Liberals have called for a recount in a close race in Quebec after a “potential discrepancy” was discovered with a ballot box.
And recounts are expected to begin this week in Davenport, Toronto, where the Liberals defeated the NDP by 76 votes. Given the close race, the NDP may ask for a re-count of the votes to ensure that the result was 100 percent accurate.
A judicial recount is to be held in Chateauguay-Lacole where the Bloc Québécois candidate defeated his Liberal rival by 286 votes.
The Liberals confirmed they had called for a recount in the ride, where a “potential discrepancy” was observed with a ballot box after the votes were confirmed. The tanks for recording the votes in riding were also to be fixed by the Returning Officer.
The parties can go to court to request a re-count within four days after the votes are scrutinized and verified. Most of the ridings have already validated their votes.
If there is a tie between the two leading candidates or the difference of votes is less than one-thousandth of the total votes, an automatic judicial recount is triggered.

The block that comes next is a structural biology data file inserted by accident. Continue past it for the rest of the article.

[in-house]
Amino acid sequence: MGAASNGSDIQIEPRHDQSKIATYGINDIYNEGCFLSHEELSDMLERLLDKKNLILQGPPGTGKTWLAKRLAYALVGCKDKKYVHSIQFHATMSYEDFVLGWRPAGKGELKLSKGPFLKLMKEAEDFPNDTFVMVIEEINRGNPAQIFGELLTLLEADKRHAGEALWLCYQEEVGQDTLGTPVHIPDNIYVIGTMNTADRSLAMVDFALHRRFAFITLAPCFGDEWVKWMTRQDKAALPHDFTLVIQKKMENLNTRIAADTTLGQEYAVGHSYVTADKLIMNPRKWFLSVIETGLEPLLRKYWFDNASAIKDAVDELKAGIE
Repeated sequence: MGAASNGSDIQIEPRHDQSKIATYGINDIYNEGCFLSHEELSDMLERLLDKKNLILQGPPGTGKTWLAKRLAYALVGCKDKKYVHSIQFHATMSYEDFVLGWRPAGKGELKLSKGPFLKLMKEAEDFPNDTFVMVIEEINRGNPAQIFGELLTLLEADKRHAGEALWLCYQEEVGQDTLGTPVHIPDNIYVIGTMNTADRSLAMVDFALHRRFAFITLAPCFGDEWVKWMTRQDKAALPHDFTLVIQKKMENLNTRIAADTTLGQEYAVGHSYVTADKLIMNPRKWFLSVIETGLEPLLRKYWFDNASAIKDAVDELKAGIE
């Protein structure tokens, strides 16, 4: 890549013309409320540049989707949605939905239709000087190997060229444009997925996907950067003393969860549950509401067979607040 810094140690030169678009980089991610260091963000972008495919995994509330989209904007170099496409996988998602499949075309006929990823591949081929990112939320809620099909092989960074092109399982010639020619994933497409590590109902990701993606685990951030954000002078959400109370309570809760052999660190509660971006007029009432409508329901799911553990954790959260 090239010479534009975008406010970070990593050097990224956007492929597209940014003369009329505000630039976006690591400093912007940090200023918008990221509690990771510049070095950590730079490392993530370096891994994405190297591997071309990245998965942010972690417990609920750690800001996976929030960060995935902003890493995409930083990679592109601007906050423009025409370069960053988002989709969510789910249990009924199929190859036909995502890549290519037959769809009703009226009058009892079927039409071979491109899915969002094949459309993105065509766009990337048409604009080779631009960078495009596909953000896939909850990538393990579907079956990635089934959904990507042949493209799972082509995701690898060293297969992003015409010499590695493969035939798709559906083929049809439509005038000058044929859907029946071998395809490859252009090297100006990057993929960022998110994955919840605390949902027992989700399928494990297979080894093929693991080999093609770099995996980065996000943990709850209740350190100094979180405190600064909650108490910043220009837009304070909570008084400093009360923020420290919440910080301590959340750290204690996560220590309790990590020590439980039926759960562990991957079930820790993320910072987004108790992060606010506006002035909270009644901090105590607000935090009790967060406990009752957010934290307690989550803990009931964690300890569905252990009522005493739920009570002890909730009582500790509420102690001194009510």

In other tight races, the loser has the option of going to court to have the votes re-counted within a few days after the votes are confirmed.
Elections Canada said in a statement that “we have been informed by the Liberal Party of Canada that they are taking necessary steps to request a judicial recalculation under the relevant provisions of the Act” in Chateauguay-Lacole.
The statement said that during routine verification of results in Riding, the returning officer discovered a typo in the result number of an election where 40 votes for a candidate were recorded as 410.
“It was due to human error. The Returning Officer flagged it to check during the verification of results, and contacted the candidates to encourage them to participate in the verification,” it said.
The typos were corrected during the verification of votes in front of observers of political parties on Saturday, along with “other data-entry typos discovered during the verification process”.
Elections Canada stated that “none of these errors changed the outcome of the results.”
However, the agency said, “Since recognition, Elections Canada has become aware of a potential discrepancy with results reported for a single ballot box in an advance vote.”
The Liberal Party said: “As always, it is important that every vote counts. The Liberal campaign has full confidence in the path provided in the Canada Election Act to a close result, such as at Chateauguay-Lacole.”